Apple Card just got a big perk that will earn you money — here’s how

apple card
(Image credit: Apple)

Soon, the Apple Card (opens in new tab) will have even more value for cardholders. Apple just announced (opens in new tab) it will be offering high-yield savings accounts from Goldman Sachs to cardholders, extending the card’s benefits even further.   

Jennifer Bailey, VP of Apple Pay and Apple Wallet, says, “Savings delivers even more value to users’ favorite Apple Card benefit — Daily Cash — while offering another easy-to-use tool designed to help users lead healthier financial lives.”

With the Apple Card, users can earn Daily Cash on eligible purchases - 3% cash back on purchases from Apple and select other retailers (including Uber, Nike and Walgreens), 2% cash back on Apple Pay purchases and 1% cash back on everything else. Unlike most credit cards, however, Daily Cash deposits into your account every day, not just at the end of a billing cycle. 

Now, cardholders can deposit their Daily Cash directly into their new high-yield savings accounts. This lets them maximize the value of their rewards, as they will accrue interest over time. A high-yield savings account is similar to a traditional savings account, except that it pays a higher-than-average annual percentage yield (APY). An APY is the amount of interest earned on an account in one year, and the average APY for traditional savings accounts is 0.17%. High-yield savings accounts have much higher APYs, however, so users will be able to earn more money.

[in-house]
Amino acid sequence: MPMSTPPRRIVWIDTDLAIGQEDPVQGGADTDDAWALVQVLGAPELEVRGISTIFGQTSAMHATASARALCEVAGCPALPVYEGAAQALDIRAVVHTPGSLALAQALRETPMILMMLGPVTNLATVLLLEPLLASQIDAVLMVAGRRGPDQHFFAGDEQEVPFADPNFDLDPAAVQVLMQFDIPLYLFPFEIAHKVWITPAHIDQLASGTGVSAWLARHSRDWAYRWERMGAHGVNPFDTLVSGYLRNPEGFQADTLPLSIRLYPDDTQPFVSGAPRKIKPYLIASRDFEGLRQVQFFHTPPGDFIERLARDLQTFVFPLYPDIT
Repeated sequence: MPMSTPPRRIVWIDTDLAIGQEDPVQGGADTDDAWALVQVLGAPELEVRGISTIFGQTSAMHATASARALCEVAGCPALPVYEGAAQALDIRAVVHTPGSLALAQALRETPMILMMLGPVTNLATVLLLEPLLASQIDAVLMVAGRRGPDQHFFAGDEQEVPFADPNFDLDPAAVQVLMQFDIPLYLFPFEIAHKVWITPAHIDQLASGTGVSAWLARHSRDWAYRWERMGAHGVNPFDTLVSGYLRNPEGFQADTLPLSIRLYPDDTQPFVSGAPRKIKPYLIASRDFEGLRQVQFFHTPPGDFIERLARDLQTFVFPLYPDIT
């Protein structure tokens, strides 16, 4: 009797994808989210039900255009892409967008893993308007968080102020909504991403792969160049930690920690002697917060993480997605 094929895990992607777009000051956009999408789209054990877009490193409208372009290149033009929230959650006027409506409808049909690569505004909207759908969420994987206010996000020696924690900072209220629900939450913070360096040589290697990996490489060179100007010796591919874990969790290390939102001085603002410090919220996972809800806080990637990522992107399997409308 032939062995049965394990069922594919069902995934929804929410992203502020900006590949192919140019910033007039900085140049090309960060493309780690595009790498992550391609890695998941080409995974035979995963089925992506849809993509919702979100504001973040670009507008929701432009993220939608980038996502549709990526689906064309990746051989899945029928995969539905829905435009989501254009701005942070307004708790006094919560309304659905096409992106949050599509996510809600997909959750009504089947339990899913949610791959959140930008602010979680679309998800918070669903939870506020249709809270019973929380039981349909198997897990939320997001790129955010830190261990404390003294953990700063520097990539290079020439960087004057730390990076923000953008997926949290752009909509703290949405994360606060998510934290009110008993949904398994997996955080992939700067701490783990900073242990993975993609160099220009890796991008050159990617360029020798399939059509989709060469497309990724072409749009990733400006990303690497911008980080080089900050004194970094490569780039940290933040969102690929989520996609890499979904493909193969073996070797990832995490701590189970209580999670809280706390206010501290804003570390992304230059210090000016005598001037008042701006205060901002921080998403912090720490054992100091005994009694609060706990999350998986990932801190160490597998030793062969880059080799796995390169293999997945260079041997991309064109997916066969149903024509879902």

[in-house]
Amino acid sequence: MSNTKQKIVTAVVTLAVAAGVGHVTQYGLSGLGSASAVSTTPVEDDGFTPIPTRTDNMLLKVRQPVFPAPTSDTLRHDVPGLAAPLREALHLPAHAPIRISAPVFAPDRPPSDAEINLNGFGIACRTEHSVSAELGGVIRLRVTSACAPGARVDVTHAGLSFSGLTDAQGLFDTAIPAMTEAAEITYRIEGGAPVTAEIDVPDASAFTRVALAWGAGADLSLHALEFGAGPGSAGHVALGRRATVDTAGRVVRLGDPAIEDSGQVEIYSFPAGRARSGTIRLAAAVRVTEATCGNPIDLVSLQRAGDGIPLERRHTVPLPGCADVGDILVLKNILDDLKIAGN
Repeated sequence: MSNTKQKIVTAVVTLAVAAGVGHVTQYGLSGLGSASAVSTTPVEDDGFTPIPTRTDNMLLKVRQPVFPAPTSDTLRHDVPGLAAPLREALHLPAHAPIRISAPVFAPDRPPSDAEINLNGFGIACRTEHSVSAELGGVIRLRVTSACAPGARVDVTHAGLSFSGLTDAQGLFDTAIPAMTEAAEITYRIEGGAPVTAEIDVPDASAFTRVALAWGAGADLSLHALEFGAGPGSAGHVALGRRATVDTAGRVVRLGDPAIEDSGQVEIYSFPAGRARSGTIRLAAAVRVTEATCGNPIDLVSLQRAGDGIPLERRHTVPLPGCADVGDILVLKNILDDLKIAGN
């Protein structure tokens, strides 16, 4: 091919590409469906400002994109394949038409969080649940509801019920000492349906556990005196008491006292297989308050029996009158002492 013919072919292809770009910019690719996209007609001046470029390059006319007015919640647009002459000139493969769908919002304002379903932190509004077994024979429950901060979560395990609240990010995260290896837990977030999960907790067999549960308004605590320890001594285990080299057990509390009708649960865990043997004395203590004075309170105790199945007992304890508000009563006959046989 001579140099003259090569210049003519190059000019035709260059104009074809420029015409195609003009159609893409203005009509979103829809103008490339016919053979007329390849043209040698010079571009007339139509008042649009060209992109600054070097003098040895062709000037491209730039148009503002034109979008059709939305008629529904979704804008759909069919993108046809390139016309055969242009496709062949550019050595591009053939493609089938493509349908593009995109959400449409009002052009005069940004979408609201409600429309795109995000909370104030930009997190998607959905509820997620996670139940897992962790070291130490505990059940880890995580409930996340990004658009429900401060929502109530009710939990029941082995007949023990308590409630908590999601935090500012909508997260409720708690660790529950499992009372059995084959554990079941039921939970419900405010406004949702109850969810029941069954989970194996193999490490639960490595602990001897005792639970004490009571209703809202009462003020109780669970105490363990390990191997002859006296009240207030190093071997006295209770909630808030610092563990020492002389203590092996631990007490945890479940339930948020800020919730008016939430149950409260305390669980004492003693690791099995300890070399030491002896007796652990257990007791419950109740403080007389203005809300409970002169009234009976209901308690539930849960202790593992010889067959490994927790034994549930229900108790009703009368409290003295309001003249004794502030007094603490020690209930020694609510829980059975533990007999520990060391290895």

Users can set up savings accounts in Wallet. These accounts have no fees, balance requirements or minimum deposits, in contrast to many other high-yield savings accounts (opens in new tab)

“Savings enables Apple Card users to grow their Daily Cash rewards over time, while also saving for the future,” says Bailey. 

Users can also add additional funds to the savings account, either through a linked bank account or through their Apple Cash balance. Similarly, they can withdraw funds from the account through these same methods, free of charge.

Erin Bendig
Staff writer, personal finance

Erin pairs personal experience with research and is passionate about sharing personal finance advice with others. Previously, she was a freelancer focusing on the credit card side of finance, but has branched out since then to cover other aspects of personal finance. Erin is well-versed in traditional media with reporting, interviewing and research, as well as using graphic design and video and audio storytelling to share with her readers.